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No day at the beach: Summer a time for student research at Union


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Matthew Wolford '15 discusses his summer research project at a poster session in the Wold Atrium.Jonathan Martin '16, Jennifer Ventrella '16 and Ben Silberman '15 explain their project during a seminar series in Olin.Jonathan Martin ' 16 gets his point across about his research during the seminar series in Olin. Sonia Sandoval '16 is working with scientists in the Albany Pine Bush Preserve to examine the impact of mercury pollution on birds and other parts of the food web.Matt Olson '15  makes a grasshopper jump. Olson is exploring how development and jumping intensity affect grasshopper lactate production.Under the supervision of Scott Kirkton, associate professor of biology, Matt Olson '15 spends his summer days in the “HOPPER” lab (Homeostatic Orthopteran Performance Physiology and Energetics Research) in Butterfield HallMatthew Wolford '15 works on his project in the Albany Pine BushThe rare Karner Blue butterfly in the Albany Pine Bush Preserve.
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Shortly after dawn on a recent weekday morning, Sonia Sandoval ’16 trudged toward a patch of wetland tucked into the Albany Pine Bush Preserve.

Accompanied by Jeff Corbin, associate professor of biology, Madeline Frieze ’15, Matthew Wolford ‘15 and several local scientists, the group lugged its equipment to a site in the Pine Bush, a sprawling pine barrens of 3,200 acres and a globally rare ecosystem. There are coolers for samples, handheld nets to trap insects and large mist nets to capture birds.

For the next few hours, Sandoval, dressed in an Ozone House T-shirt, military-style pants and hiking boots, worked with the group examining the impact of mercury pollution on birds and other parts of the food web, including spiders, beetles and ants.

Building on an earlier study by Natasha Jhala ’14, Sandoval helped ornithologists from the Pine Bush Preserve to collect data from blood and feather samples, which will be sent to the Biodiversity Research Institute in Maine as part of a larger regional study of songbirds’ mercury exposure in the Northeast.

“This is a really good learning experience,” said Sandoval, who hopes to be a conservation biologist. “Having an opportunity to do this kind of research is one of the reasons I wanted to come to Union.”

An environmental science major with a double minor in studio arts and geology, Sandoval is among nearly 135 students across a multitude of disciplines working on summer research projects. About half of the student group is funded internally with a faculty member through the Union College Summer Research Fellowships and the Summer Scholars Program. The other half is supported by individual grants to faculty members or departments, or foundation support.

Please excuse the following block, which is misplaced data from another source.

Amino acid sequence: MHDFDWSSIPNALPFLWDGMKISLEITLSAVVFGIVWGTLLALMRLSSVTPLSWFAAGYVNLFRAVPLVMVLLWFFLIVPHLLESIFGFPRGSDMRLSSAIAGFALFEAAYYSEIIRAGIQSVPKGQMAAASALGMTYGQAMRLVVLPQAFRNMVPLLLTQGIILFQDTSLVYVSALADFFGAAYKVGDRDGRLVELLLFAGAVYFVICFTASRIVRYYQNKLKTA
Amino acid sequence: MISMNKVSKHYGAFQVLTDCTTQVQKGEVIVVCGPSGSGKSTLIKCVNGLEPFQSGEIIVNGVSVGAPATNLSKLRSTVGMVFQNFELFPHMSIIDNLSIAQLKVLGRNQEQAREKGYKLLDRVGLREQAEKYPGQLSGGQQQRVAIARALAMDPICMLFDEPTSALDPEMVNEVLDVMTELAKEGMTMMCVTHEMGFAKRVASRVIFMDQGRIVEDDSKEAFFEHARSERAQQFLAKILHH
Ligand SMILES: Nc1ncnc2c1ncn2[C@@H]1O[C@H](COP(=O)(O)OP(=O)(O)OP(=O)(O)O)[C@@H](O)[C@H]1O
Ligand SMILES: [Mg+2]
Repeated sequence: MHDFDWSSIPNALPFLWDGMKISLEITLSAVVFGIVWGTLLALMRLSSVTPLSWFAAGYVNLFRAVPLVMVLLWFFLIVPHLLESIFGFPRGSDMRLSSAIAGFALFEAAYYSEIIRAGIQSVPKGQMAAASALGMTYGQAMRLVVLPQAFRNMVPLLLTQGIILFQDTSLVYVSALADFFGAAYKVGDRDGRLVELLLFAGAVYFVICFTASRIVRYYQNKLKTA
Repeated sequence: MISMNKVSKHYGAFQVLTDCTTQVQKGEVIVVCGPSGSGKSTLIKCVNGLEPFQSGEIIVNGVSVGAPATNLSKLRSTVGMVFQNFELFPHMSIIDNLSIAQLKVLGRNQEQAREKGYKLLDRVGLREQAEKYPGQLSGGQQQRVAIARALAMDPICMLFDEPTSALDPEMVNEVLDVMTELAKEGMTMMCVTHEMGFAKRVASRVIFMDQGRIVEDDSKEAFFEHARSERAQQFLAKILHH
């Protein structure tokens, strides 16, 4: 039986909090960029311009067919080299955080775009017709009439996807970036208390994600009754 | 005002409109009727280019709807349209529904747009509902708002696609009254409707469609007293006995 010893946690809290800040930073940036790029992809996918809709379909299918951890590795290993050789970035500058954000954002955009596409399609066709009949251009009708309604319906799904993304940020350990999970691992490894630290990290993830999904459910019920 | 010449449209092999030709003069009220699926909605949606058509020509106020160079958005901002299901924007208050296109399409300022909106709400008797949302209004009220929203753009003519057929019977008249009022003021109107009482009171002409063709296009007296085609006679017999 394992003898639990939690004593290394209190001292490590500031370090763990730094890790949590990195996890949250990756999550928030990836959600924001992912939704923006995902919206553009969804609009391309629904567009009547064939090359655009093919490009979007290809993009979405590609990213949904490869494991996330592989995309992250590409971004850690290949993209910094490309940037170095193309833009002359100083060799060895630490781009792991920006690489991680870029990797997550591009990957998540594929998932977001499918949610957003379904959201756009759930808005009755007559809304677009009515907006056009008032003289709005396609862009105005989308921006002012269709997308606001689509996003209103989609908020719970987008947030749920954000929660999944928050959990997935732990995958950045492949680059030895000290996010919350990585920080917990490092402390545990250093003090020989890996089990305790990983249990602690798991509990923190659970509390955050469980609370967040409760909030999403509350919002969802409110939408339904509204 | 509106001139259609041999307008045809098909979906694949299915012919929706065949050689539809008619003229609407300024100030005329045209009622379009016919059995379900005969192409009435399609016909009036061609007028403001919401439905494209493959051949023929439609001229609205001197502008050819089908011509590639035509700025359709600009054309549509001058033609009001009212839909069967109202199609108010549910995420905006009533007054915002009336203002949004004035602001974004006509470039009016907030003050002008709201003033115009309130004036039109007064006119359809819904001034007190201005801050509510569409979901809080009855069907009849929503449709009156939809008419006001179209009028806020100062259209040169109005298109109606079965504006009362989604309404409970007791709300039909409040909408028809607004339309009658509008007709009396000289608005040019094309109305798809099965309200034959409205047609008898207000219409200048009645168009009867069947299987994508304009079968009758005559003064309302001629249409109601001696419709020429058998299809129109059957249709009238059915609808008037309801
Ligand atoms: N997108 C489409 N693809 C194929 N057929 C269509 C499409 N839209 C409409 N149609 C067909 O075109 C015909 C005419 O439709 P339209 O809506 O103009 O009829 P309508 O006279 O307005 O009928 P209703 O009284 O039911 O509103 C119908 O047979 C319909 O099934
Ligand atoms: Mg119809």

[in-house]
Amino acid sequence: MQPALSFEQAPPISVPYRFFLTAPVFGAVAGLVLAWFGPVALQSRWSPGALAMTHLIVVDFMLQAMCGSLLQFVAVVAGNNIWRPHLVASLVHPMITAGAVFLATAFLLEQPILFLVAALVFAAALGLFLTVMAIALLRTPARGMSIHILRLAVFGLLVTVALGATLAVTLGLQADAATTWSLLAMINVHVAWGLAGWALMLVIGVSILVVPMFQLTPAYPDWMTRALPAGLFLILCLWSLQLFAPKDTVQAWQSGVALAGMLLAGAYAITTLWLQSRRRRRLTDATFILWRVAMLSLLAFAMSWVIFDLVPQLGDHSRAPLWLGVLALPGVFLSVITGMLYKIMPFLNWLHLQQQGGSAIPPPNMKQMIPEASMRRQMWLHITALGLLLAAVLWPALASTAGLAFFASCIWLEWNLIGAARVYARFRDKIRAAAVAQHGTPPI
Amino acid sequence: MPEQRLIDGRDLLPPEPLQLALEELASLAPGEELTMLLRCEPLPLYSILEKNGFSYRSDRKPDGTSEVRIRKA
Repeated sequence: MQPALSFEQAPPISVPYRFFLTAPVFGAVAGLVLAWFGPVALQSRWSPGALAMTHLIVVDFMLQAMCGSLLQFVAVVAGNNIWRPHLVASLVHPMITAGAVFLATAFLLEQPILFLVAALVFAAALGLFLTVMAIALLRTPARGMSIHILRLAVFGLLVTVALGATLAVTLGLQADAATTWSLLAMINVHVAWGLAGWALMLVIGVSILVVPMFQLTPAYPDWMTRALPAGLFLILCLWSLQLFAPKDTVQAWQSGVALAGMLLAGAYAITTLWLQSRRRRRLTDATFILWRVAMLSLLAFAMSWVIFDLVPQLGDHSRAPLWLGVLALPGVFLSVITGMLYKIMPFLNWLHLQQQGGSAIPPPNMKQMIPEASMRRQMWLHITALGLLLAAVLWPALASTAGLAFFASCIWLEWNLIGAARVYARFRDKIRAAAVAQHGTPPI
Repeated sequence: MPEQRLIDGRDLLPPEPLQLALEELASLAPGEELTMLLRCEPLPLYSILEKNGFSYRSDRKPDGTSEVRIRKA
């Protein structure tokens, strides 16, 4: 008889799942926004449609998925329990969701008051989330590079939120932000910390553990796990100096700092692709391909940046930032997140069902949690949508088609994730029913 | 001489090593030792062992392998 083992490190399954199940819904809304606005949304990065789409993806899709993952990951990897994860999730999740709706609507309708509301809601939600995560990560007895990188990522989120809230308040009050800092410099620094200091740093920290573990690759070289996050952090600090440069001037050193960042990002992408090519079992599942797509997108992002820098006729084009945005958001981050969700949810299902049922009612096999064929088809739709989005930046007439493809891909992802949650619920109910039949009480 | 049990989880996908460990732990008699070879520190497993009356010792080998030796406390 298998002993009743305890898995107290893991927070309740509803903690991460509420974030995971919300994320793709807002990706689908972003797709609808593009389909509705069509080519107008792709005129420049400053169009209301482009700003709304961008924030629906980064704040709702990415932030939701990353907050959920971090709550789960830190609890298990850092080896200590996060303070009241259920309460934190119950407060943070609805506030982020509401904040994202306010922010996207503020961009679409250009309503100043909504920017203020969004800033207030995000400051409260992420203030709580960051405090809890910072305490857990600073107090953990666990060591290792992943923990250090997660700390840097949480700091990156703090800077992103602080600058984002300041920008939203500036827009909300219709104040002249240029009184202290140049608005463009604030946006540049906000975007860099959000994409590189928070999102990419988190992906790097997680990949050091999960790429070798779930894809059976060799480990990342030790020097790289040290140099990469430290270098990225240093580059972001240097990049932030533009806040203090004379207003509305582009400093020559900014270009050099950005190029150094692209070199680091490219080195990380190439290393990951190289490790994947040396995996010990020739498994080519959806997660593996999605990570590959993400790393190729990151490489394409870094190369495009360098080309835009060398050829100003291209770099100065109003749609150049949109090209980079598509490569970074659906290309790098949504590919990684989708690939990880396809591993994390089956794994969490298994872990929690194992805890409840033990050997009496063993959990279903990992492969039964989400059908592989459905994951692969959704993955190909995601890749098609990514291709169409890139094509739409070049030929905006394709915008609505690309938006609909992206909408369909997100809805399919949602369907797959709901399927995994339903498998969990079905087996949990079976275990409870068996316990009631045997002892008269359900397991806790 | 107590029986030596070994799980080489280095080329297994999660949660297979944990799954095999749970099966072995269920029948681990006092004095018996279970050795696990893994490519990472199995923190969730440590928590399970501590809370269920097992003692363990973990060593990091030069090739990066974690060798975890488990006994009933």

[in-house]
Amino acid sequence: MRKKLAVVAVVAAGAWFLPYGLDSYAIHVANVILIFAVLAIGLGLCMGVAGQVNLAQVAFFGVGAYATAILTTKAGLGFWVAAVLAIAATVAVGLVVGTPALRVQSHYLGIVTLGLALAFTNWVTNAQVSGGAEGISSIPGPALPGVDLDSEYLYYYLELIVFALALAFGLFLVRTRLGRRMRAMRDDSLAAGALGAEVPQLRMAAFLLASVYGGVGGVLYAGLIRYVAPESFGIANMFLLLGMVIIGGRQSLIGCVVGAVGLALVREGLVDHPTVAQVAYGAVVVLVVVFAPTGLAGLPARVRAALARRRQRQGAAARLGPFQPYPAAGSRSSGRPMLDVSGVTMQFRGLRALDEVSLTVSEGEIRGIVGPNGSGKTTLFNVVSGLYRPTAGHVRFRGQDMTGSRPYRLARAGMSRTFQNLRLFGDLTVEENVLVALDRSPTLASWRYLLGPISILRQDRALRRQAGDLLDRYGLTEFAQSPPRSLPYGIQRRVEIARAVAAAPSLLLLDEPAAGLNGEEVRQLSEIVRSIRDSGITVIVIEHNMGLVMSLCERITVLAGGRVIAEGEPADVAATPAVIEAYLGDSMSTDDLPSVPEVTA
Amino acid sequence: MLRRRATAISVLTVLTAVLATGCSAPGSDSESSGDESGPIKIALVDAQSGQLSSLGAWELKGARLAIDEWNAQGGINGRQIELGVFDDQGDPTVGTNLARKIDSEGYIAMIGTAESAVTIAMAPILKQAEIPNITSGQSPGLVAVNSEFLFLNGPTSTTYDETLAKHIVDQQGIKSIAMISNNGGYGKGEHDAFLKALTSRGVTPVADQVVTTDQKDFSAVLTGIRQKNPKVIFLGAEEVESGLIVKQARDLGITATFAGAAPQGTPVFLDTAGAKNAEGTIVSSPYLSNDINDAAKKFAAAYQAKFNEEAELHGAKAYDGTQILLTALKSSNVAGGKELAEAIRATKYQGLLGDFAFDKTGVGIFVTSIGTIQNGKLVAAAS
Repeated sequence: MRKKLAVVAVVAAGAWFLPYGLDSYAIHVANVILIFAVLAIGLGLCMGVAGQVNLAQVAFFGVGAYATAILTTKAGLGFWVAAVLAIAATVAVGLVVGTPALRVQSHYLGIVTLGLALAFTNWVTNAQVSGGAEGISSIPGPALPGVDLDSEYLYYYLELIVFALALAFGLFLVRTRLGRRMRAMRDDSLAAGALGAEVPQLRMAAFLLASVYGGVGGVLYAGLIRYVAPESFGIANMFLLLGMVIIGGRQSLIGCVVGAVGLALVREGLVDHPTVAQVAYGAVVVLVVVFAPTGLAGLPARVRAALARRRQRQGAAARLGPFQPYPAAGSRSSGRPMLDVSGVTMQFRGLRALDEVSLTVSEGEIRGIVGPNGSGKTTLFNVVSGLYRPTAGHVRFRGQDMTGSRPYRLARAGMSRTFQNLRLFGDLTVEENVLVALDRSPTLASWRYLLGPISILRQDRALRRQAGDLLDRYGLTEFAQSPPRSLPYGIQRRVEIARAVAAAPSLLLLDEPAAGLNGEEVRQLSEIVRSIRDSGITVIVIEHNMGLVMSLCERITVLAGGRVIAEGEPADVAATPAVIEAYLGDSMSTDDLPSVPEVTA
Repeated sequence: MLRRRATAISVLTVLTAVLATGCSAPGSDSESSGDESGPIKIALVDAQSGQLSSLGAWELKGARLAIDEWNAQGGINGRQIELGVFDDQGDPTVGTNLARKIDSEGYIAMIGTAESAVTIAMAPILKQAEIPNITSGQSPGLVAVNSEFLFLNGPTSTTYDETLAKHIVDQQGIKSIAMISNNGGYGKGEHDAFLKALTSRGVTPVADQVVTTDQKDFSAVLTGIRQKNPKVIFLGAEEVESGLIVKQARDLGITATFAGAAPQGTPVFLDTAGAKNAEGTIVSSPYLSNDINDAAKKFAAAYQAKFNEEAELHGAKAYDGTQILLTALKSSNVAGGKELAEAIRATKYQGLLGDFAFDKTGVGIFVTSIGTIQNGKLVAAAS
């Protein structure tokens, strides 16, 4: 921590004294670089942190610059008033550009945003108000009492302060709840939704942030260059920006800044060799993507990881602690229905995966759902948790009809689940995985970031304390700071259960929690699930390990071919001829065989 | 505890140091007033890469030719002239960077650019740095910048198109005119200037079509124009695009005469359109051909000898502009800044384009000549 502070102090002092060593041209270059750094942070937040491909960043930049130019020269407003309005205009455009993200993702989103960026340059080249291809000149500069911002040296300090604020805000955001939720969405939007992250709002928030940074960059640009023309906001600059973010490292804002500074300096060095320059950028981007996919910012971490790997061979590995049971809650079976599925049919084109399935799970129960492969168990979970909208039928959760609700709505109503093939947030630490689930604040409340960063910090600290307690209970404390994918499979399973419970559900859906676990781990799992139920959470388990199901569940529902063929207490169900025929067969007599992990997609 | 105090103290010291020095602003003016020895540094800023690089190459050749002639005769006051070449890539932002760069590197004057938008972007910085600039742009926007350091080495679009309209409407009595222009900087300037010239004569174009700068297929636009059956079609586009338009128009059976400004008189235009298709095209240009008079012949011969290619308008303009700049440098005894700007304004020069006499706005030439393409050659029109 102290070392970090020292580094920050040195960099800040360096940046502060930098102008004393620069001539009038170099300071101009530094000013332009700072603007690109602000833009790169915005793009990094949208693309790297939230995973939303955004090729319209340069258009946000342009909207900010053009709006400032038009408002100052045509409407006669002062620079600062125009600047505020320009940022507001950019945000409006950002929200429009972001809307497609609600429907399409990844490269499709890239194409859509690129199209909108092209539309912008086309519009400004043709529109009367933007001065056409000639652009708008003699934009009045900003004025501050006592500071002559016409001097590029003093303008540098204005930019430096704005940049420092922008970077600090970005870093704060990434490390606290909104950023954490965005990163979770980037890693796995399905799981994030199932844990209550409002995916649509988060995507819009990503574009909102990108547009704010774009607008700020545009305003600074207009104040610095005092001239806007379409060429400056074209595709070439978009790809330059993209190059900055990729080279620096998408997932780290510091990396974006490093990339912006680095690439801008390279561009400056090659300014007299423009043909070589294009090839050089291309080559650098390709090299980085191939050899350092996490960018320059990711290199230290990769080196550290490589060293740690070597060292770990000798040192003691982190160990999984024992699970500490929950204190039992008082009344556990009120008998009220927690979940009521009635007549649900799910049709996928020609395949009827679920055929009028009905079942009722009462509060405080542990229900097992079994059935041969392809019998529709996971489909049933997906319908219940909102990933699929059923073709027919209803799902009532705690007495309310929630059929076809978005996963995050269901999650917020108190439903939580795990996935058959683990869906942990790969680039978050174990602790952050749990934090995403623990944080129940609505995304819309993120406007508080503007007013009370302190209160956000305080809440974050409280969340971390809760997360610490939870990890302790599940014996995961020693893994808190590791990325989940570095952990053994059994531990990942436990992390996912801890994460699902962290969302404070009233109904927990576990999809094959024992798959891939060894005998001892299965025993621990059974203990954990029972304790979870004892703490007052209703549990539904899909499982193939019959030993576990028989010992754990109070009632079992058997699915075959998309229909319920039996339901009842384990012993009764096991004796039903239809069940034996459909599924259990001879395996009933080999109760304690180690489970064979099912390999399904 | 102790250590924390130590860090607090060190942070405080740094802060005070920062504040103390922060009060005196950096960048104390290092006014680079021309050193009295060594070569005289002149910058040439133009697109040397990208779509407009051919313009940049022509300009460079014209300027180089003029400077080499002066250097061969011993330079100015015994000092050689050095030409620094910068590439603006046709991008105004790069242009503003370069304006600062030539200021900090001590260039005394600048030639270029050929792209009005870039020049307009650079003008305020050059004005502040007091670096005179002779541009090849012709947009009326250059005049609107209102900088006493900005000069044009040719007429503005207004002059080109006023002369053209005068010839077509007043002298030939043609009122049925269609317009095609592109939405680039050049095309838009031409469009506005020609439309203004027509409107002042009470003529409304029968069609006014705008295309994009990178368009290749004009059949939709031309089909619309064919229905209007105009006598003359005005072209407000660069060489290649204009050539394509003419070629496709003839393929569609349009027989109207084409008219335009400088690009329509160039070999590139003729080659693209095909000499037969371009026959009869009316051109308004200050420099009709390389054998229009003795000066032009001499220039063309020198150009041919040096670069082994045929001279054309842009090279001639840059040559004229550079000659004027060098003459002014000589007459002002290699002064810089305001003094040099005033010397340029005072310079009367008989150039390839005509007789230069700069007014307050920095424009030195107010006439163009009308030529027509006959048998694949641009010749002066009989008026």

For nearly 30 summers, Union has fostered close working relationships between thousands of students and faculty as part of its longstanding commitment to undergraduate research.

“Research experiences provide students with an opportunity to work closely with faculty mentors and learn how to effectively conduct research,” said Rebecca Cortez, associate professor of mechanical engineering and director of Undergraduate Research. “By participating in research activities, students learn how to formulate questions that can be answered as well as learn how to approach solving those questions.”

For students like Sandoval, summer research may involve going out in the field. For others, like neuroscience major Matthew Olson ‘15, work is completed in the familiar surroundings of a campus lab.

Under the supervision of Scott Kirkton, associate professor of biology, Olson spends his summer days in the “HOPPER” lab (Homeostatic Orthopteran Performance Physiology and Energetics Research) on the first floor of Butterfield Hall.

Similar to exercising humans, grasshoppers produce lactic acid during jumping. Using a fluorometric lactate assay he helped develop, Olson is exploring how development and jumping intensity affect grasshopper lactate production.

Olson places grasshoppers in a plastic glove box and prods them to jump. He then processes hemolymph and muscle, and measures lactate after exercise or during recovery.

By understanding the physiology and biochemistry of grasshopper muscle, Olson’s research will lead to a better understanding of human muscle performance.

Summer research also can take students to far-flung places of the globe. Drew Ivarson ’15 is wrapping up a two-week visit to the Amalfi Coast Festival in Italy, where he is performing in masterclasses and taking lessons with internationally known pianists.

A double major in computer science and arts, Ivarson’s summer has also included private piano lessons with Timothy Dunne in the Music Department and the study of 18th century treatises about piano performance with Dianne McMullen, chair of the Music Department.

Research being done this summer has allowed students to learn more about a topic that interests them as well as prepare them for independent studies in those areas.

“It’s all about how far you want to take your project,” said Sandoval, who was born in Colombia and moved to New York City when she was a young girl. “And how much work you want to put into it.”

The 2014 summer research program wraps up with seminars and a poster session the week of Aug. 4 for students to showcase their work. Click here for a schedule.

For a list of summer research students and their projects, click here.

To learn more about undergraduate research at Union, click here.